Elizabethan Jewelry - Past and Present

By: Ian Maher

Elizabeth I reigned as Queen of England from 1558 to 1603, an era that brought with it much advancement in the Western world. Fashion is no exception, and the Queen's own love for style contributed to many changes in fashion trends of the time. Jewelry of the Elizabethan era reflected in many ways the jewelry of today, though the most valuable metals and gemstones were mostly limited to the upper class or those in a position of nobility.

Necklaces were commonly worn by women of the Elizabethan age, who often wore multiple necklaces at the same time. The carcanet, a wide, collar-like necklace crafted from fine metal and jewels and often worn along with other necklaces is a piece characteristic of the era. Gold pendants were a common accessory for women later in the era, succeeding the popularity of brooches. Pearls, gold, silver, diamonds, emeralds, sapphires and other precious metals and gemstones were incorporated into beautiful necklaces and other pieces of jewelry worn by the upper class. Though gemstones were fashioned into different shapes for jewelry using basic methods in this era, gemstone cutting technology and expertise was quite limited in comparison to the complex, multi-faceted gemstone cuts common today.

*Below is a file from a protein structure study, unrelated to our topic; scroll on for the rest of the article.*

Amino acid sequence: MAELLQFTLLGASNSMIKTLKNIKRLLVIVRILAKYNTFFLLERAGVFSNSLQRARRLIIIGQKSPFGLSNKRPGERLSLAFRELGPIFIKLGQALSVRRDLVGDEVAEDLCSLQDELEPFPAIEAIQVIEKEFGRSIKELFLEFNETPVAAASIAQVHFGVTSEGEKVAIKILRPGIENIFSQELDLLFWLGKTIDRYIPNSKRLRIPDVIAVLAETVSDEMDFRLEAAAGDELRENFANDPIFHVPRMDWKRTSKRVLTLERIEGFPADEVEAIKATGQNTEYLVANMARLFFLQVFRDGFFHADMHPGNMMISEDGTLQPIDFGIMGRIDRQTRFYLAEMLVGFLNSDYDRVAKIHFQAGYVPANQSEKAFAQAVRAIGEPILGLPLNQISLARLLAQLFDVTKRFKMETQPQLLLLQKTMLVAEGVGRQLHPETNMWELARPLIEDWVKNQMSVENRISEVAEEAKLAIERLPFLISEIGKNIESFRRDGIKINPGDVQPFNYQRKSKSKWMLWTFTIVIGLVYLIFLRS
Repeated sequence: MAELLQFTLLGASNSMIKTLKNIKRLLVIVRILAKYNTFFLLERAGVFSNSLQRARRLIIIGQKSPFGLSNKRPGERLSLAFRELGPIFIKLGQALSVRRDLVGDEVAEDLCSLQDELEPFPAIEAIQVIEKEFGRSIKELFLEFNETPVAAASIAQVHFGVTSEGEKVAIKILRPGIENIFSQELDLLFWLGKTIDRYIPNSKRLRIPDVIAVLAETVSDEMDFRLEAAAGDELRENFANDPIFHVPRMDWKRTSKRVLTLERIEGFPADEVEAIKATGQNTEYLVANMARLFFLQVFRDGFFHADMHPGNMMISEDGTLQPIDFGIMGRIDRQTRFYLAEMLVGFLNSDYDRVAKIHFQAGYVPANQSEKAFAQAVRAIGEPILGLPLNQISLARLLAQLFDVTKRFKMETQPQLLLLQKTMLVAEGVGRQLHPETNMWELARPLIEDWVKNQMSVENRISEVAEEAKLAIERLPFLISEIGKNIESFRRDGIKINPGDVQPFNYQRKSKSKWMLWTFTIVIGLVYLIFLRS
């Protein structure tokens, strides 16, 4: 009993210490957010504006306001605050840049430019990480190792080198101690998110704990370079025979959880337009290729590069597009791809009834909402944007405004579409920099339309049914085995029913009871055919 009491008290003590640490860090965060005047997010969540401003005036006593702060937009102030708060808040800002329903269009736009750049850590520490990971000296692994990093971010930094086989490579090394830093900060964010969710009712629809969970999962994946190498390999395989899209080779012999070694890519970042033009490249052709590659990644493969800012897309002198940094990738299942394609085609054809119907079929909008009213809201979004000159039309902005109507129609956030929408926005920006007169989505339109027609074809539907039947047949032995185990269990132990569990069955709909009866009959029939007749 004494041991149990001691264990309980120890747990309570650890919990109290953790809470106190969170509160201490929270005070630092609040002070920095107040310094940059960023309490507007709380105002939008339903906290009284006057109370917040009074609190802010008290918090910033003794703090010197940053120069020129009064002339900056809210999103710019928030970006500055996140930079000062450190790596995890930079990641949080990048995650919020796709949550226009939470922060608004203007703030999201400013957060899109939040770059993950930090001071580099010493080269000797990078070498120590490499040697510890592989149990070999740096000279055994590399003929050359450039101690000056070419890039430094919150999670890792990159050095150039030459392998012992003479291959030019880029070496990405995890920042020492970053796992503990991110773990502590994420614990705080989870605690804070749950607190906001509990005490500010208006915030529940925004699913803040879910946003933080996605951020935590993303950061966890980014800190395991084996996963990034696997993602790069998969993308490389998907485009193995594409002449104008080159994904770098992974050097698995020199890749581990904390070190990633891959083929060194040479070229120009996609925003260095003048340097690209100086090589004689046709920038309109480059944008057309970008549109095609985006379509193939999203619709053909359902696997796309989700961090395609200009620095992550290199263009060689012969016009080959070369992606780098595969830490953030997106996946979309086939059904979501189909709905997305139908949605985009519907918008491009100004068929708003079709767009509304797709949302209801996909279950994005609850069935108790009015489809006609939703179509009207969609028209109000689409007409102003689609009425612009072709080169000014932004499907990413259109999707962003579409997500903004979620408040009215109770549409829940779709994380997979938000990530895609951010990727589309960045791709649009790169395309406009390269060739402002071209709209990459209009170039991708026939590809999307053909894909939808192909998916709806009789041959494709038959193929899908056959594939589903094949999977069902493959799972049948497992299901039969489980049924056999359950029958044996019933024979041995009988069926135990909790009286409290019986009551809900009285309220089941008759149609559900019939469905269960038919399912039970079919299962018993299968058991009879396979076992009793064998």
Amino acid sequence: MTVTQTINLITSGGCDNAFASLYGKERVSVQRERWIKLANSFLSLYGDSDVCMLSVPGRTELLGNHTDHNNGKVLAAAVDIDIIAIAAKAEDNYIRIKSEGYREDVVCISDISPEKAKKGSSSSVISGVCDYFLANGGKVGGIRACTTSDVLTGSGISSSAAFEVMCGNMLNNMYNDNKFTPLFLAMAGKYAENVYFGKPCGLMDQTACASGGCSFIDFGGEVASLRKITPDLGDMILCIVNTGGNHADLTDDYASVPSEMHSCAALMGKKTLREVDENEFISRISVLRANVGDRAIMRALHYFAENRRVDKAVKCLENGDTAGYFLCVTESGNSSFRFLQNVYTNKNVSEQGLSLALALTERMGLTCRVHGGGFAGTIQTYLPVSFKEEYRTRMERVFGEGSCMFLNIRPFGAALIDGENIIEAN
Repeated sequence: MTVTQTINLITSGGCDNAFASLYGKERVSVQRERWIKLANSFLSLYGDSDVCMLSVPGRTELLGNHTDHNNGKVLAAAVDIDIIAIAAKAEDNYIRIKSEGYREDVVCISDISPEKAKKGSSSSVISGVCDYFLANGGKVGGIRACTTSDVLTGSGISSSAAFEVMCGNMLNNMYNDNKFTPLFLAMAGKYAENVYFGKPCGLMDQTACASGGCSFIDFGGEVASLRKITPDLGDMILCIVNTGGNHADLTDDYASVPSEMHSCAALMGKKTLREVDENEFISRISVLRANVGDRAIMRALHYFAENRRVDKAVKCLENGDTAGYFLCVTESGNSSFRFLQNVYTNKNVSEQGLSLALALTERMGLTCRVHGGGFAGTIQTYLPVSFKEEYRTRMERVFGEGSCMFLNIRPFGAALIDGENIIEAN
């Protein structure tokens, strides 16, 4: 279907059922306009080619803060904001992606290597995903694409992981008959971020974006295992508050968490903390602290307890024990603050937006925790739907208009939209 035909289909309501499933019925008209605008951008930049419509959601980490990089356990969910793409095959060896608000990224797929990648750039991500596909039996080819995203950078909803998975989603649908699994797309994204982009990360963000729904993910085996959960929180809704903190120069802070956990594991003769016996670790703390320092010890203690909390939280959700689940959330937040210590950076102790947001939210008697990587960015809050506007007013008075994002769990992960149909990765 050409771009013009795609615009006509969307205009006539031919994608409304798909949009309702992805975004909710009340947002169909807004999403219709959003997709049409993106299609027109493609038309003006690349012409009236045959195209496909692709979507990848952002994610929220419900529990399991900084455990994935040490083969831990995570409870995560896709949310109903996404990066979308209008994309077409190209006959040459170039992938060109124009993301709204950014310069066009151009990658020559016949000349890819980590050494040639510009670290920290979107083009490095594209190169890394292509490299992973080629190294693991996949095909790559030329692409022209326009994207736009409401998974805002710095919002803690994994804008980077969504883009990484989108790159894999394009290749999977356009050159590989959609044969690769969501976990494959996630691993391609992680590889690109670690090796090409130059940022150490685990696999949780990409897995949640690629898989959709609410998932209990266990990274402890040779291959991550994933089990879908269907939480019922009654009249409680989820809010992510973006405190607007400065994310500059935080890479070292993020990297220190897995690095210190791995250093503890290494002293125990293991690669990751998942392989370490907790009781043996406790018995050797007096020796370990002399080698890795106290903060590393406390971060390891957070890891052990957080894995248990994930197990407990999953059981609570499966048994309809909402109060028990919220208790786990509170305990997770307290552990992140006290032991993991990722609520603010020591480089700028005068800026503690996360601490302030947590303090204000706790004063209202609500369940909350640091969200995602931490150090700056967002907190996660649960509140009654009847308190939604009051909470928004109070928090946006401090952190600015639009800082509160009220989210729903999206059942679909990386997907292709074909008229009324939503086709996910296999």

Another piece of jewelry common to both Elizabethan era and today is the ring. Similar to modern day practice, rings were worn to symbolize marriage, and were often crafted of gold and engraved with a message. Though rings were worn as a symbol of marriage, they were not typically worn by men, and even wedding rings were mostly limited to the upper class. Rings were sometimes worn on both the first and the second joint of the finger, not just the first as rings are most commonly seen today, and it would not be uncommon for every finger to be adorned with a ring except the middle.

Earrings experienced some popularity in the later part of the Elizabethan era. Women would have both ears pierced, while men would have only one. Earrings were typically a continuous hoop, possibly holding a pendant, as the modern day post style and hook style had yet to be invented.

The Elizabethan era spans forty five years, and no single style exemplifies it directly. In fact, Elizabethan jewelry alone is a topic that has been examined in volumes of literature. Genuine Elizabethan jewelry as well as new pieces influenced by the styles of the era are still worn today. Many jewelry styles of today owe their existence to concepts originating centuries ago during the Elizabethan era of English history.

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